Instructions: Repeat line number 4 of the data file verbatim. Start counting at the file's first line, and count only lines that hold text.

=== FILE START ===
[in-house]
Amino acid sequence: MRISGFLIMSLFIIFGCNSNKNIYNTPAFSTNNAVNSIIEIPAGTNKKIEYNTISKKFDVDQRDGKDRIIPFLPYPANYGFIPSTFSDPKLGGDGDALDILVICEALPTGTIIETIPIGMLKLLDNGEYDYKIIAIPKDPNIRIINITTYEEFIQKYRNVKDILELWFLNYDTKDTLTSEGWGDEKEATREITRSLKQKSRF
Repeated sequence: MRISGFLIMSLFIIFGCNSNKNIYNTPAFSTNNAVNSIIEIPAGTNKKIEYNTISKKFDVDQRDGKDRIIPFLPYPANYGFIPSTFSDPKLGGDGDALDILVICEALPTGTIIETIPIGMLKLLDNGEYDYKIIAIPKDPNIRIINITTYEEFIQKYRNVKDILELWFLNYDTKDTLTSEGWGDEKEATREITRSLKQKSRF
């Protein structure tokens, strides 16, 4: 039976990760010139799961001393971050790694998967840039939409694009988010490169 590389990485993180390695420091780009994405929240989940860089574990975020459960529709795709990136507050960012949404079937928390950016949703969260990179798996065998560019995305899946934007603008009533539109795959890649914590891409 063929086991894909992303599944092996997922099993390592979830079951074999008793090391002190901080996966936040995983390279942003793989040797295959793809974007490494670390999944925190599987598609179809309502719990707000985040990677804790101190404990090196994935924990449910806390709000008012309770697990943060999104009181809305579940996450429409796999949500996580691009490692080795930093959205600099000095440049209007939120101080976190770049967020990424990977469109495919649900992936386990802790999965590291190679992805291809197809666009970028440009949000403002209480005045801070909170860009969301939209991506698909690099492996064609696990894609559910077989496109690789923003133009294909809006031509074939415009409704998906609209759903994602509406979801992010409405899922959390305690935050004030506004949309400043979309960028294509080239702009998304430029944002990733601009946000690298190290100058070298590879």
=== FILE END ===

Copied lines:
């Protein structure tokens, strides 16, 4: 039976990760010139799961001393971050790694998967840039939409694009988010490169 590389990485993180390695420091780009994405929240989940860089574990975020459960529709795709990136507050960012949404079937928390950016949703969260990179798996065998560019995305899946934007603008009533539109795959890649914590891409 063929086991894909992303599944092996997922099993390592979830079951074999008793090391002190901080996966936040995983390279942003793989040797295959793809974007490494670390999944925190599987598609179809309502719990707000985040990677804790101190404990090196994935924990449910806390709000008012309770697990943060999104009181809305579940996450429409796999949500996580691009490692080795930093959205600099000095440049209007939120101080976190770049967020990424990977469109495919649900992936386990802790999965590291190679992805291809197809666009970028440009949000403002209480005045801070909170860009969301939209991506698909690099492996064609696990894609559910077989496109690789923003133009294909809006031509074939415009409704998906609209759903994602509406979801992010409405899922959390305690935050004030506004949309400043979309960028294509080239702009998304430029944002990733601009946000690298190290100058070298590879």